We investigated whether a reduced activity in the Rho-A/Rho-kinase pathway could be involved in the impaired vascular reactivity observed in septic shock.
Ex vivo animal study.
University research laboratory.
Male Wistar rats.
Rats received an intraperitoneal injection of lipopolysaccharide (LPS, 10 mg/kg) either 6 or 24 hours before the onset of our experiments. The effects of Y-27632 (a Rho-kinase inhibitor) were assessed in first-order mesenteric rings taken from these animals using wire myograph. The expression of Rho-A, Rho-kinases I and II, and the total and phosphorylated myosin phosphatase targeting subunit 1 (MYPT1) were assessed by Western blotting.
The EC50 to Y-27632 was reduced from 2.10 μM (1.22–3.66 μM) (control) to 0.21 μM (0.09–0.44 μM), and 9.54 (0.82–110.30) nM in LPS-treated groups 6 and 24 hours, respectively. The increased potency of Y-27632 was partially reversed by endothelium removal at both 6 and 24 hours. Incubation of Nω-nitro-l-arginine methyl ester hydrochloride or 1400W (a nonselective and an inducible nitric oxide synthase inhibitor, respectively) normalized the responses to Y-27632 seen 6 hours after LPS. However, 1400W had no effect, whereas Nω-nitro-l-arginine methyl ester hydrochloride caused a partial reduction in the enhanced potency of Y-27632 found 24 hours after LPS. The soluble guanylate cyclase inhibitor oxadiazolo[4,3-alpha]quinoxalin-1-one was able to bring the Y-27632 response back to normal both 6 and 24 hours after LPS. Rho-A, Rho-kinase I, Rho-kinase II, and MYPT1 were increased in mesenteric arteries from endotoxemic rats, but the phosphorylated MYPT1 was significantly reduced. However, incubation with oxadiazolo[4,3-alpha]quinoxalin-1-one circumvented the inhibition of MYPT1 phosphorylation found in preparations from LPS-treated animals.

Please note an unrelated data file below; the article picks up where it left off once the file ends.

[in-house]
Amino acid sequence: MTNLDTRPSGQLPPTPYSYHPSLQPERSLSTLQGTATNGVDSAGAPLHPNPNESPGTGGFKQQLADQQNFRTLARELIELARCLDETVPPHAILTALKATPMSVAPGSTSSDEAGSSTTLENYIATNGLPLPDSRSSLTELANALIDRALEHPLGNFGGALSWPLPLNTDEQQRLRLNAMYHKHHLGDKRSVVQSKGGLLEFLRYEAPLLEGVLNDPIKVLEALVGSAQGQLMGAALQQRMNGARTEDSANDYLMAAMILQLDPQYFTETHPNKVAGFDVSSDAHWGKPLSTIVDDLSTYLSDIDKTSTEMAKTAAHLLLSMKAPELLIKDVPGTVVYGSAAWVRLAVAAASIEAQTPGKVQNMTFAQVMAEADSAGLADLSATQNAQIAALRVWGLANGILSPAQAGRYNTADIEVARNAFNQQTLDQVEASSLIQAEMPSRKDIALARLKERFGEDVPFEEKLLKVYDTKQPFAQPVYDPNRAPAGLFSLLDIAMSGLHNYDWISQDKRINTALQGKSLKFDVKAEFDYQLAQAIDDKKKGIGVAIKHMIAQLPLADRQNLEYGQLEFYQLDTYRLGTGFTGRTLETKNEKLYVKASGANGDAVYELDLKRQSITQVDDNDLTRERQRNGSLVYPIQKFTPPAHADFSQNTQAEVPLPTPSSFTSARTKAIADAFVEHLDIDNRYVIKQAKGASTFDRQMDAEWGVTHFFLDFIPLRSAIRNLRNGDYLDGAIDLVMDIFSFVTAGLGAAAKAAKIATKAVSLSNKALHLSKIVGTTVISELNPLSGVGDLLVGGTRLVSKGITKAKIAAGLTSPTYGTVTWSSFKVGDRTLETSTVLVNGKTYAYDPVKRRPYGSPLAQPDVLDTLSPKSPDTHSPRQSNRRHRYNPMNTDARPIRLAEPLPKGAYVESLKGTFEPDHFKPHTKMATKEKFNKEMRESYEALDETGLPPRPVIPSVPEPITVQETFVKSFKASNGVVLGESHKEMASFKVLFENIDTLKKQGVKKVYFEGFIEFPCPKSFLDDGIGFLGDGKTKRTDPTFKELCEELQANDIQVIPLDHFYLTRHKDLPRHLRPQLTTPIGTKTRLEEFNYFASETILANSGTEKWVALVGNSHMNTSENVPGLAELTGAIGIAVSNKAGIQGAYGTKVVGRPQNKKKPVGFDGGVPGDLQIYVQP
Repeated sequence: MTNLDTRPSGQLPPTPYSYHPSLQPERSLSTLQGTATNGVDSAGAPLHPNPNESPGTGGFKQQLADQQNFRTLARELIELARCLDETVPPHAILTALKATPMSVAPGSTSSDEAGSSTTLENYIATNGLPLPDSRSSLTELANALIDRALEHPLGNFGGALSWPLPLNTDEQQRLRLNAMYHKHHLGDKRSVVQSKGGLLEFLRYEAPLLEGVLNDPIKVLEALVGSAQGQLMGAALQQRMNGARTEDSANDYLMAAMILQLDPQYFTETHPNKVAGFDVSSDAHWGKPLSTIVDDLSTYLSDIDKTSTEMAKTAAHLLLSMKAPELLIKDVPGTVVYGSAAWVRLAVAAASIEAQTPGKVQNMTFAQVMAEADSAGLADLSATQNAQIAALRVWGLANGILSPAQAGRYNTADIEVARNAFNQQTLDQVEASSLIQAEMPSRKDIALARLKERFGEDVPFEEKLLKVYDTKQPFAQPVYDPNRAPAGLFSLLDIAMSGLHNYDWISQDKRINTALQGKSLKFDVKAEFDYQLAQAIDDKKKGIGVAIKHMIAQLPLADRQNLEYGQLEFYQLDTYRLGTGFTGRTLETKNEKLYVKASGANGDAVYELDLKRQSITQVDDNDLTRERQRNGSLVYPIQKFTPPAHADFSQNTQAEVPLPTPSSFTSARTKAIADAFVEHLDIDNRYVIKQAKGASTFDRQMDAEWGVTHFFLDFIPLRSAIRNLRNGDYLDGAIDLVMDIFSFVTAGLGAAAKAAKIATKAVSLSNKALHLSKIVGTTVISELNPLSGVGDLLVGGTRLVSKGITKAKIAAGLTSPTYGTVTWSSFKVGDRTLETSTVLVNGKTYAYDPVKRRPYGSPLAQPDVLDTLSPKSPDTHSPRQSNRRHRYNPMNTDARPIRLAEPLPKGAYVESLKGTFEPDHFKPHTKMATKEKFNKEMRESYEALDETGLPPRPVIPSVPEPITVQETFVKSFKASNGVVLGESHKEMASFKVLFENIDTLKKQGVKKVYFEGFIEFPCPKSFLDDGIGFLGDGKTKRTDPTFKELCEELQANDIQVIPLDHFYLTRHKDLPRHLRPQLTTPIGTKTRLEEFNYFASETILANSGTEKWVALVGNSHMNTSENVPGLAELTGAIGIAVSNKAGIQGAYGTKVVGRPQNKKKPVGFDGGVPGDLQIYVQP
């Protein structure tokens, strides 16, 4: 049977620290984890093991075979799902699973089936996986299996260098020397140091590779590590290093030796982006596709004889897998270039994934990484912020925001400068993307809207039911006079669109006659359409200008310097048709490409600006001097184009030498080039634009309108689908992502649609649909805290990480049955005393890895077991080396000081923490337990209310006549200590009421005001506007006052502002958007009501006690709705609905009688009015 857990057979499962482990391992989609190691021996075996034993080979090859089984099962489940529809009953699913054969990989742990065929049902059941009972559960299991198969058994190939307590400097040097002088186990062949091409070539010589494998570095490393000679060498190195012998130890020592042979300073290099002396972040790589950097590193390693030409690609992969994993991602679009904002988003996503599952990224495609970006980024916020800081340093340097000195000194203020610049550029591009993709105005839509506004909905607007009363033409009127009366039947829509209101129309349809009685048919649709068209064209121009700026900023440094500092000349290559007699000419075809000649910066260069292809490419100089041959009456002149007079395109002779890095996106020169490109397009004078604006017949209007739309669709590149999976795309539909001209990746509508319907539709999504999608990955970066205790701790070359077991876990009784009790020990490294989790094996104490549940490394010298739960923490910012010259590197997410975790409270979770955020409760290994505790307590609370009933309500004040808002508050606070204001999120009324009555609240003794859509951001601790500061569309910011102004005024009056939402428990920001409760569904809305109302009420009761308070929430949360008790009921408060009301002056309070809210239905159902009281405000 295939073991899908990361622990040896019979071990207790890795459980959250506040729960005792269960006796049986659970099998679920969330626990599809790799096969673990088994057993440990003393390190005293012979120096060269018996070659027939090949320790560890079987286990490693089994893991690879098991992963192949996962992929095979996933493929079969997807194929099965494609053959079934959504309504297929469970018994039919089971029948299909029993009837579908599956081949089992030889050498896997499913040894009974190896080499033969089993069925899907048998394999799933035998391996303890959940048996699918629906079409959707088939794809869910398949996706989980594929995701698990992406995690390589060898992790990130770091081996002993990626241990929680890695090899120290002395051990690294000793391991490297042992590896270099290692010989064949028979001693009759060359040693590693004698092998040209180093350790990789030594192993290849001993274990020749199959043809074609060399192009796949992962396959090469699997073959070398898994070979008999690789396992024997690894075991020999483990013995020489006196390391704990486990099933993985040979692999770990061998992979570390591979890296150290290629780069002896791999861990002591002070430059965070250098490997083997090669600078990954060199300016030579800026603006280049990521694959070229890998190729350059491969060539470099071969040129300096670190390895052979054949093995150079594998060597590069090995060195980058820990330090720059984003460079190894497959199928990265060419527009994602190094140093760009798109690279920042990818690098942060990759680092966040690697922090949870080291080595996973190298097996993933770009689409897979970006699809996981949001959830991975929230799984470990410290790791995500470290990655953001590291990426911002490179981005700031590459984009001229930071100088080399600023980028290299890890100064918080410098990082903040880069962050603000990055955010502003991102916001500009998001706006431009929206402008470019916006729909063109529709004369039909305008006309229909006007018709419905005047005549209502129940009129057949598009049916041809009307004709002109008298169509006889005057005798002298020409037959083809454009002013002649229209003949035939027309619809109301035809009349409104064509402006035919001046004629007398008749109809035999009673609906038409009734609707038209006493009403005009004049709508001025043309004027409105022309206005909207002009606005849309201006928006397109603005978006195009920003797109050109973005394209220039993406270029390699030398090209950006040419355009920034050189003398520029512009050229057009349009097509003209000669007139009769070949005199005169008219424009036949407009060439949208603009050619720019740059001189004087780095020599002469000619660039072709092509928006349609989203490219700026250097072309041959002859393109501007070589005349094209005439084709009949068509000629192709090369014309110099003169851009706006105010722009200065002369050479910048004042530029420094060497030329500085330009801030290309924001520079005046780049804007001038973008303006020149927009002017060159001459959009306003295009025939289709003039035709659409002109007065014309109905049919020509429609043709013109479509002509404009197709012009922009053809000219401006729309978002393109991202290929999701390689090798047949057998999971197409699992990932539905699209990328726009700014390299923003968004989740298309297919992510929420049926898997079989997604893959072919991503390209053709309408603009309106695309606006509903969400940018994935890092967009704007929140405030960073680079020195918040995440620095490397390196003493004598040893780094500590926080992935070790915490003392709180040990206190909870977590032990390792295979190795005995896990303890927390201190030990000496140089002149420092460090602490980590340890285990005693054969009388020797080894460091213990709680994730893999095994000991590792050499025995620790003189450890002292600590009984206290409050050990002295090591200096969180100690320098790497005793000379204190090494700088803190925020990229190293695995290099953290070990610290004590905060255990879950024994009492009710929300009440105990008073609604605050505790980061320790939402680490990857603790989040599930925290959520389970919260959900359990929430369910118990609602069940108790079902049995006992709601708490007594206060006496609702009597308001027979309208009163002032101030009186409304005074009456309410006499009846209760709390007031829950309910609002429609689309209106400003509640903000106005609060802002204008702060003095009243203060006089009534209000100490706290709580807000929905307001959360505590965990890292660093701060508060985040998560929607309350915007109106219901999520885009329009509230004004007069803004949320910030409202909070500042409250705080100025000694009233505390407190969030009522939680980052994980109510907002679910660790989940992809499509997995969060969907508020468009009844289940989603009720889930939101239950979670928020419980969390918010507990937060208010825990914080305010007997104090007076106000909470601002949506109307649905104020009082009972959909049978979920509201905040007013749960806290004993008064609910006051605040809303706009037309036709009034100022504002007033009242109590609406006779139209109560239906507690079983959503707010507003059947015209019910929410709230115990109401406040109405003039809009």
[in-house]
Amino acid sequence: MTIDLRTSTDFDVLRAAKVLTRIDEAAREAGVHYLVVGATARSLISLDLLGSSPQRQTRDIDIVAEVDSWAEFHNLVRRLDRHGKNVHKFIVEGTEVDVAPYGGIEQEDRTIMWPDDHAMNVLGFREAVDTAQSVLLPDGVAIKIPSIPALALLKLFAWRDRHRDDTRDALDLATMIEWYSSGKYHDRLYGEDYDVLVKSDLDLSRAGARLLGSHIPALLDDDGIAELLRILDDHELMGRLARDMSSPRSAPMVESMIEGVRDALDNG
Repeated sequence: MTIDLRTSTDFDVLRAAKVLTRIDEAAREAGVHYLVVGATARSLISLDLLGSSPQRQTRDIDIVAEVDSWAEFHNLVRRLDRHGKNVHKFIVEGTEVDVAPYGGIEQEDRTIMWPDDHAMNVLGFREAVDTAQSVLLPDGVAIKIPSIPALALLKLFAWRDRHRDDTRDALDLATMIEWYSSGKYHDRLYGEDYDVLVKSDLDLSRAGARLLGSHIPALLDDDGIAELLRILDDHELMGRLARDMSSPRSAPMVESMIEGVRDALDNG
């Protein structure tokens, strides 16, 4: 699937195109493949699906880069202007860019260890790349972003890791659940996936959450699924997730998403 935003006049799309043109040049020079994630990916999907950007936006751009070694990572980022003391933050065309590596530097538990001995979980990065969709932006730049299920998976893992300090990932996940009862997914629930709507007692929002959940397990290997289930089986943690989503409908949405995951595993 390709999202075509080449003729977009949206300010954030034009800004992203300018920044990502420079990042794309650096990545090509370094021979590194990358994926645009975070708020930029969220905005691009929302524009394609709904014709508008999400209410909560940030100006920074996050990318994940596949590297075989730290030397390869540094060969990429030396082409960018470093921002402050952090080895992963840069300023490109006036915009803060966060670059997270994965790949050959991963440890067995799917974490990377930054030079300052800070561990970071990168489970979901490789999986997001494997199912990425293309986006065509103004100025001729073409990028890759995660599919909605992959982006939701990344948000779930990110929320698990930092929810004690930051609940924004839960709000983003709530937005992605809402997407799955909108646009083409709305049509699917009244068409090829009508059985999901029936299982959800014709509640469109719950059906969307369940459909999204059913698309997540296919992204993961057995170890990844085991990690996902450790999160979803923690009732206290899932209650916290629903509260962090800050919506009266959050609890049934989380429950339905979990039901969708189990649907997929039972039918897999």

Our findings revealed an impaired Rho-A/Rho-kinase-mediated phosphorylation of MYPT1 in vessels from endotoxemic animals in a cyclic guanosine monophosphate–dependent manner, suggesting that changes in mechanisms involved in calcium sensitization play a pivotal role in cardiovascular changes observed in septic shock.
From the Department of Physiology (JEdS-S, RL, C-WC, RCW), Medical College of Georgia, Augusta, GA; and Institute of Biological Sciences (JEdS-S), Universidade Federal do Pará, Belém, PA, Brazil.
Supported, in part, by grants from National Institute of Health (HL-71138 and HL-74167), Conselho Nacional de Desenvolvimento Científico e Tecnológico (CNPq—Brazil), and Coordenação de Aperfeiçoamento de Pessoal de Nível Superior (CAPES—Brazil).
This study was performed at the Department of Physiology, Medical College of Georgia, GA.
The authors have not disclosed any potential conflicts of interest.
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